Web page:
Hyperidentity tried to solve the core problem of centralized web services: vendor lock-in, data-ownership, and single-point-of-failure.
npm i -g hyperidentity
Table of Contents
You can use Hyperidentity from CLI:
- Create an identity at
$ hi init me 56d0a72488190d37aaa28447a5600eafe67df00bf89ab646def449c17e331a56 // your identity key
- Login to a service:
$ hi login me token
- show a list of services you've logged-in and your identity key
$ hi info me
- bring your identity online:
$ hi up me
example to see how to implement a web service accepting hyperidentity.
An identity is a user with the data he/she want to share with the service. It can also replicate data generated by web services.
var identity = require('hyperidentity').identity
id = identity(archive)
Create a new identity with a hyperdrive archive.
The archive used by this ID.
Set metadata of the ID
Get metadata of the ID
token = id.serviceLinkToken(service, archiveKey)
Create a link token for
id for the following purpose:
- verify user really own the ID(archive)
- give user a service-owned archive to link to its ID.
service is a hyperservice instance.
Returns a token string.
Accept a link token. Under the hood, this will:
- write a response to
id.verifyAcceptingness(service, cb(err, verified))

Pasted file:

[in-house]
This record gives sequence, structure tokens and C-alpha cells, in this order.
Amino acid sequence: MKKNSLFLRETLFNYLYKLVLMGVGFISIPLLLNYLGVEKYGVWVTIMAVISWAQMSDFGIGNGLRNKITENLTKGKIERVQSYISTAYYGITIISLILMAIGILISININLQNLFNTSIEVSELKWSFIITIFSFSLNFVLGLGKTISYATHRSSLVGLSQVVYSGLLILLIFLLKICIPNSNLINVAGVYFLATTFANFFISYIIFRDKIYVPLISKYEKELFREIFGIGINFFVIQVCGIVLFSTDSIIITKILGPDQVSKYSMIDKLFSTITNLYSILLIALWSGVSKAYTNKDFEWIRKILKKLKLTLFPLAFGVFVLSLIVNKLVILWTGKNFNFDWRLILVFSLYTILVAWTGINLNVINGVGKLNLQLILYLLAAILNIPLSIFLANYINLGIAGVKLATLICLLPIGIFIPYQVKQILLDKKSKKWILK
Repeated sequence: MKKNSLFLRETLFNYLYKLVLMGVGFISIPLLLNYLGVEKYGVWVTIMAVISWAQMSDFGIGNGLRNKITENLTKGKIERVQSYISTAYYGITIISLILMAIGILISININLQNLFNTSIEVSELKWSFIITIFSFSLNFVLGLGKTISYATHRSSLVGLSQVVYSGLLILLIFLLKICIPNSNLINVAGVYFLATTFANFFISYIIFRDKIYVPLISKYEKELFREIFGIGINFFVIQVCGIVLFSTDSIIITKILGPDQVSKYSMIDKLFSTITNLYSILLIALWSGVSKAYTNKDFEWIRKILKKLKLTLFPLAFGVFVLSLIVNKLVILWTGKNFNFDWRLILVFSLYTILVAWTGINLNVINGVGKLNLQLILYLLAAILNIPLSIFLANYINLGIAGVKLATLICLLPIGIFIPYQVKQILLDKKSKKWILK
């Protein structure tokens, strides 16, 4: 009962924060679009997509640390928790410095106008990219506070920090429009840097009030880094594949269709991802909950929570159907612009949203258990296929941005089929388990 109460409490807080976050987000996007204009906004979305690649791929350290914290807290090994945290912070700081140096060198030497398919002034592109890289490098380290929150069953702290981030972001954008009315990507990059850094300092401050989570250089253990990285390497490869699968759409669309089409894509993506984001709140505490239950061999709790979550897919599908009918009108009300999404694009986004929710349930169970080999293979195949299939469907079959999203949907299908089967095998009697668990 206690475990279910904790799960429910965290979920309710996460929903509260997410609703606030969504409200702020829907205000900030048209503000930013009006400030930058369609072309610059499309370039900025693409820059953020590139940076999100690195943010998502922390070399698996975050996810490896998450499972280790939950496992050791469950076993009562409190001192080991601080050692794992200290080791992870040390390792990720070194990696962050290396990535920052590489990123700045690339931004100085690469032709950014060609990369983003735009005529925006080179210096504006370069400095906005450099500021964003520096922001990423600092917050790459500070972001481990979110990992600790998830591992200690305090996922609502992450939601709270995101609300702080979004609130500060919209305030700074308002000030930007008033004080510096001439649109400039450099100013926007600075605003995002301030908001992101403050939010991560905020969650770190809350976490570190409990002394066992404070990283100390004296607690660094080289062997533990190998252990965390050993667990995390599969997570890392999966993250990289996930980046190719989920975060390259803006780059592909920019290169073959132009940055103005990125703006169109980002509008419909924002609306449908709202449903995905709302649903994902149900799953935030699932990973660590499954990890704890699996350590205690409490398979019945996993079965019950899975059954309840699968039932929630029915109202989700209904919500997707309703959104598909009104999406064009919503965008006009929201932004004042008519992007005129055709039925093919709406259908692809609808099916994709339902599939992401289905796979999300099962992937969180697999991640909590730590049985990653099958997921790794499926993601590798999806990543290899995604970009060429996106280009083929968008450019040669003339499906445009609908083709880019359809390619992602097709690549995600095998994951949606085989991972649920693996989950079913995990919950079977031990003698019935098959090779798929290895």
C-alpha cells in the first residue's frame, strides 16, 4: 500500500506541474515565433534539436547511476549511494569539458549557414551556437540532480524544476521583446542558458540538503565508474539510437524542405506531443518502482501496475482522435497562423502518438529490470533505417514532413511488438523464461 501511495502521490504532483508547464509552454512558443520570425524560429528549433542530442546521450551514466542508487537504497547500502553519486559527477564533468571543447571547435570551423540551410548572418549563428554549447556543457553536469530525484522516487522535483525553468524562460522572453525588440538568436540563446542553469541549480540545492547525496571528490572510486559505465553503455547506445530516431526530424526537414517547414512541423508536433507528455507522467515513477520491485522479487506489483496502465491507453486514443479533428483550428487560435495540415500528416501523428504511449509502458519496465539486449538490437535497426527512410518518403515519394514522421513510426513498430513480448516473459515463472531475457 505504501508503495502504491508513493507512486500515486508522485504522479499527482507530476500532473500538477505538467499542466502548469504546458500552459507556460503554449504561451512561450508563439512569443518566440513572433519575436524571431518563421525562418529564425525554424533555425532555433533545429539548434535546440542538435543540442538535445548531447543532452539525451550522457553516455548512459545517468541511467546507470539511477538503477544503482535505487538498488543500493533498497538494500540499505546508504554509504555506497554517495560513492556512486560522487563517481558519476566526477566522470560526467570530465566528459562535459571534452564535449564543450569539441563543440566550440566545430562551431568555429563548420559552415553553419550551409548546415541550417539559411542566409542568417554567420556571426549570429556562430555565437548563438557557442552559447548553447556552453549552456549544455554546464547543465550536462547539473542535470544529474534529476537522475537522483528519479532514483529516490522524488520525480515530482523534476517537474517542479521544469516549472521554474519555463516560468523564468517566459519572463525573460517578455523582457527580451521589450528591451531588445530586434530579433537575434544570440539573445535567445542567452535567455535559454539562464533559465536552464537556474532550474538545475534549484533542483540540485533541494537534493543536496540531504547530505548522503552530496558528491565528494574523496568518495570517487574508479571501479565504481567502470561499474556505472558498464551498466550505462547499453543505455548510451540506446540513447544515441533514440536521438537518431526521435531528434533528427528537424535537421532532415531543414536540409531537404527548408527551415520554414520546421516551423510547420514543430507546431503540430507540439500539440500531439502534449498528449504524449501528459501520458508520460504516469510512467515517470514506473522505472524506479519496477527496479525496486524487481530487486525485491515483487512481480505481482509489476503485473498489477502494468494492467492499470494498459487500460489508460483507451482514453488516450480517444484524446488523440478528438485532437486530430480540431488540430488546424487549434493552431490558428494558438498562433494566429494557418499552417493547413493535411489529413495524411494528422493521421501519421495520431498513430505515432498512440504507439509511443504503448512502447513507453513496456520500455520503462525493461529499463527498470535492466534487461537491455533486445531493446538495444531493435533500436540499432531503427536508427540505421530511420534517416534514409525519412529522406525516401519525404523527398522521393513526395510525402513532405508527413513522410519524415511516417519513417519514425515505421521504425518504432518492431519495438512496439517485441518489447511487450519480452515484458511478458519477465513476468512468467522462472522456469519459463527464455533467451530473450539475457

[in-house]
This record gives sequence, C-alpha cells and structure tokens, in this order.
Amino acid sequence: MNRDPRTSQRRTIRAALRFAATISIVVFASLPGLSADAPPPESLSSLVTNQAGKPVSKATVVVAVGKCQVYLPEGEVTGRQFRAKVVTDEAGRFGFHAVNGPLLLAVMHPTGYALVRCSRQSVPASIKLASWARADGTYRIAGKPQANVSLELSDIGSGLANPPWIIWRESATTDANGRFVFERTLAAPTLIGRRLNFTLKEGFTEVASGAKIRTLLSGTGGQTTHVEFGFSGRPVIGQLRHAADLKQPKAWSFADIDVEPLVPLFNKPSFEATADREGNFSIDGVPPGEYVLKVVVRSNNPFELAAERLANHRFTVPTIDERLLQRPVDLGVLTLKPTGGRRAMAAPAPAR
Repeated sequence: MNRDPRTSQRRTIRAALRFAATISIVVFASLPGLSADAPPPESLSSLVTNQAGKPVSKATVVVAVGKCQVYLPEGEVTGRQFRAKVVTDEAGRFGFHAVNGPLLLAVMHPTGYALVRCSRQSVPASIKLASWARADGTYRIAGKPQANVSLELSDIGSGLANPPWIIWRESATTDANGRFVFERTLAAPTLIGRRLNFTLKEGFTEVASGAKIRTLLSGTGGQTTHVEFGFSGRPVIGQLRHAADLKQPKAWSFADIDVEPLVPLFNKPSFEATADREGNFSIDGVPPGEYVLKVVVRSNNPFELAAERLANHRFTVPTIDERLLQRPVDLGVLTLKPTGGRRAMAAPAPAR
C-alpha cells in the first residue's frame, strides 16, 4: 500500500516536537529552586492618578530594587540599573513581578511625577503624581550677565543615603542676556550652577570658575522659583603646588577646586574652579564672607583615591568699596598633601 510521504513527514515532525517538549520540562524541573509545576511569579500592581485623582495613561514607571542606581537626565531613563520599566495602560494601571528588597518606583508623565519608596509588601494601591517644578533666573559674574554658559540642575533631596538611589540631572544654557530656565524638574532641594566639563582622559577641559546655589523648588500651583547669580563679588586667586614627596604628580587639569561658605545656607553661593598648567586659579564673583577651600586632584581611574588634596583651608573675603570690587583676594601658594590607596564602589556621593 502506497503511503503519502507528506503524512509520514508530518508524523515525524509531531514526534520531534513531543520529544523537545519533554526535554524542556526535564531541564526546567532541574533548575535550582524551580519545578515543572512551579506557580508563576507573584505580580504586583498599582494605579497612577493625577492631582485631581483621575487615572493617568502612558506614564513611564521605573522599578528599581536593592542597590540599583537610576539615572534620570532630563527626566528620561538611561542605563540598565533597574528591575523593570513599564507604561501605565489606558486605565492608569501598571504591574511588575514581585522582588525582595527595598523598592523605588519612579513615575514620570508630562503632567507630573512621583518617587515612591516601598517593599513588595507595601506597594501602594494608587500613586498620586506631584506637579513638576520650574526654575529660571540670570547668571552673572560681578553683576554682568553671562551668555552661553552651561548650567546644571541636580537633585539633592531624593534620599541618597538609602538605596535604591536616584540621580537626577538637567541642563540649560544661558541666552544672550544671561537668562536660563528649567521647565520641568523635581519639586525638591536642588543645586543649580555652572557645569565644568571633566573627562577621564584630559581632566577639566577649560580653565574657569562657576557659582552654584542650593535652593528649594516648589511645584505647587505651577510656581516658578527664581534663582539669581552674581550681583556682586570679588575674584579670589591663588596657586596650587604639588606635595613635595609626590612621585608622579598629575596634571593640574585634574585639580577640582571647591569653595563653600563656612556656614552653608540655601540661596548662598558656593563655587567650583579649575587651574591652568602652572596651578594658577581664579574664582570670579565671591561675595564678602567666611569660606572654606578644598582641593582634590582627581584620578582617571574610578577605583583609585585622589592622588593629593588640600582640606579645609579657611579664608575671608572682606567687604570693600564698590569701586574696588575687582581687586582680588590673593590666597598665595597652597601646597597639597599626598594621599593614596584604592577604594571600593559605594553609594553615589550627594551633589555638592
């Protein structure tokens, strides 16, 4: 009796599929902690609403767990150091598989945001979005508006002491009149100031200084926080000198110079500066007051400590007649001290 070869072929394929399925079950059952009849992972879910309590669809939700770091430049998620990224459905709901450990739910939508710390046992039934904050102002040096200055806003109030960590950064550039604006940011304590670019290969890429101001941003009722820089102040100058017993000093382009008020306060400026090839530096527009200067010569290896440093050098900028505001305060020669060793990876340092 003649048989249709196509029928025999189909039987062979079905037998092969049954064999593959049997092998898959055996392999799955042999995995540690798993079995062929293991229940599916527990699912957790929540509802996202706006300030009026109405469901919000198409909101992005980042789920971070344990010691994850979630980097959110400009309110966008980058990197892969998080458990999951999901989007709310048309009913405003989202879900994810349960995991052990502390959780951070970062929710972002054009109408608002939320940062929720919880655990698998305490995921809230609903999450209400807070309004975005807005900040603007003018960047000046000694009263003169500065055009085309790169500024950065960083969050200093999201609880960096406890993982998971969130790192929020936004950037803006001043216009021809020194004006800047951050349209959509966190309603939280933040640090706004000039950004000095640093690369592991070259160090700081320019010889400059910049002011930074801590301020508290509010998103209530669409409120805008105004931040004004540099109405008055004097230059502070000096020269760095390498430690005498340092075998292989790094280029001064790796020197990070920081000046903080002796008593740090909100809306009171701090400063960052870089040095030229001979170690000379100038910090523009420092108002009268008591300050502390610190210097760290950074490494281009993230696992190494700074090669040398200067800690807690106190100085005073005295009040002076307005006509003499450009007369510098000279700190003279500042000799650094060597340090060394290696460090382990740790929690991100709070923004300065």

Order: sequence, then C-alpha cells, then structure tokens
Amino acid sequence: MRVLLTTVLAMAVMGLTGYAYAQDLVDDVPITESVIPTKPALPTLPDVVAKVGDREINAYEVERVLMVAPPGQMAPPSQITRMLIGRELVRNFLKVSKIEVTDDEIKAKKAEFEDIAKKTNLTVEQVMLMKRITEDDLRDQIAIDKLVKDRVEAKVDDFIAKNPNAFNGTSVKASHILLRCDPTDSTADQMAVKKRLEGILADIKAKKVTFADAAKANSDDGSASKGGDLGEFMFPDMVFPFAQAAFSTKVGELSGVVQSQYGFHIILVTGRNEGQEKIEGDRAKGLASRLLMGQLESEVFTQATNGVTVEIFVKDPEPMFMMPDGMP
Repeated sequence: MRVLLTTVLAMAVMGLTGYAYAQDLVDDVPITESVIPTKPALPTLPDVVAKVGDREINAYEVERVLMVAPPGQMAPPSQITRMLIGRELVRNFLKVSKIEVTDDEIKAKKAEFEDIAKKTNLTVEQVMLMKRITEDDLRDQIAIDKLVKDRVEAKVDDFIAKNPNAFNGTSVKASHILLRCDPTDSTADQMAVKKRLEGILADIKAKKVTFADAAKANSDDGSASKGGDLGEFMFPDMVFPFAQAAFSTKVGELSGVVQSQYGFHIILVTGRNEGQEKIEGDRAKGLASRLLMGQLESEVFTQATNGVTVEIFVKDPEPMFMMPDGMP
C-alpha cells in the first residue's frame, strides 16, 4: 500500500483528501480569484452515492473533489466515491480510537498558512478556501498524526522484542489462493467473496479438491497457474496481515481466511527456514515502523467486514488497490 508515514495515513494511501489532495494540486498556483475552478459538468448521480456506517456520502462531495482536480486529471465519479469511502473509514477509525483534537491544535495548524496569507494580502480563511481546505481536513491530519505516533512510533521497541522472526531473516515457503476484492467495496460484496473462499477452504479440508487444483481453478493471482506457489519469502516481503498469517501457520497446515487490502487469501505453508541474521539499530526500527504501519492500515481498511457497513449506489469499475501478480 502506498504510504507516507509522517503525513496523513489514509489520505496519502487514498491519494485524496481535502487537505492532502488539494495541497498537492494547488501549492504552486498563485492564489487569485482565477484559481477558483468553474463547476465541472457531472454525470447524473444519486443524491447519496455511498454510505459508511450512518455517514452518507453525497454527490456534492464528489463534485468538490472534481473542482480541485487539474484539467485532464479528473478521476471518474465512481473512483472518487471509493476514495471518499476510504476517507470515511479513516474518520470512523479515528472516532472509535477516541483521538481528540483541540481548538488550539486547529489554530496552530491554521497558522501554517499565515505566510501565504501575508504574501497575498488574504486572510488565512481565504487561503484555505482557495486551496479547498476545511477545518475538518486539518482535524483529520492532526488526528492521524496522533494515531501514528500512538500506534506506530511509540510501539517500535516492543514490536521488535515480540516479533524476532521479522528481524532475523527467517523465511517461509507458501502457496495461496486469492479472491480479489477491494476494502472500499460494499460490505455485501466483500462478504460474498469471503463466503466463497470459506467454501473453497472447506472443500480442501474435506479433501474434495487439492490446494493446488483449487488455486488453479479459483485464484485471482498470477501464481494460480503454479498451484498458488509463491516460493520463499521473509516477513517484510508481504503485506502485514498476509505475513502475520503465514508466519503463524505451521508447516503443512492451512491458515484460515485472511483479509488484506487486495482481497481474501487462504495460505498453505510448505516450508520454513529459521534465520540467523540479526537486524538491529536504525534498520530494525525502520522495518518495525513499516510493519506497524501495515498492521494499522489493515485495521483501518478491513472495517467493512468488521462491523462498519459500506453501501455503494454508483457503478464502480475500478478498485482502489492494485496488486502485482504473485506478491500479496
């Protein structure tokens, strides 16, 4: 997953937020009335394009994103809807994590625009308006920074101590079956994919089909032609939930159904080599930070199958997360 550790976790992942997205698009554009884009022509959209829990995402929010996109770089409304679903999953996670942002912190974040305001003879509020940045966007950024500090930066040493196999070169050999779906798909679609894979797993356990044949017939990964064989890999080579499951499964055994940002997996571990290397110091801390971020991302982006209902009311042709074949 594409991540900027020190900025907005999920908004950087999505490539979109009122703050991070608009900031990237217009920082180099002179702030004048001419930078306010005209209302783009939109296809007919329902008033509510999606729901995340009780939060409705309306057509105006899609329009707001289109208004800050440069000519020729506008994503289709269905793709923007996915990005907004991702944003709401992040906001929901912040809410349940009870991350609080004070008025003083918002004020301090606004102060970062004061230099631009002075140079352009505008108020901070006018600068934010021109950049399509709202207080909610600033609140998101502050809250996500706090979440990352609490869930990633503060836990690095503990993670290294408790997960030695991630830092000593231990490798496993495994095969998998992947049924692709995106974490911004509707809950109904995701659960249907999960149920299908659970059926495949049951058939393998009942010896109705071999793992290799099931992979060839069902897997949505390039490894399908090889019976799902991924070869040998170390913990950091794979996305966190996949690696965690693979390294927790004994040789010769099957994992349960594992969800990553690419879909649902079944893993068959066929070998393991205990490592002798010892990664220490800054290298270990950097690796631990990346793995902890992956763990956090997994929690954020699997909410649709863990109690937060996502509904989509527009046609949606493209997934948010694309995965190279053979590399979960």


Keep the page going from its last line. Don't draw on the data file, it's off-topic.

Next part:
id accepted the link token from
Hyperidentity use a hybrid architecture between fully decentralized web and traditional web service.
In hyperidentity, we use a p2p hypermedia protocol called Dat to store the most important thing on the web: the data you've created.
Modern web application is all about creating and sharing data in a scalable way. The Dat protocol allows us to both control our data and share it to the web service we trust. Each web service can have their own peer to replicate your data, or just use existing peers as backend. Since all peers have the same data and only you, as the host, can update the data being shared, it avoids problems such as vendor lock-in and single-point-of-failure.
However, it's very limiting if the web services can never write their own data. To solve the problem, hyperidentity use decentralized-symlink to link your identity to an archive hosted by the web service. By merging two archive together, hyperidentity becomes an decentralized eventually-consistent storage.
Since the service-hosted archive is also publicly replicated between you and the web services, you can save or fork the archive whenever backup or data-migration is needed.
The MIT License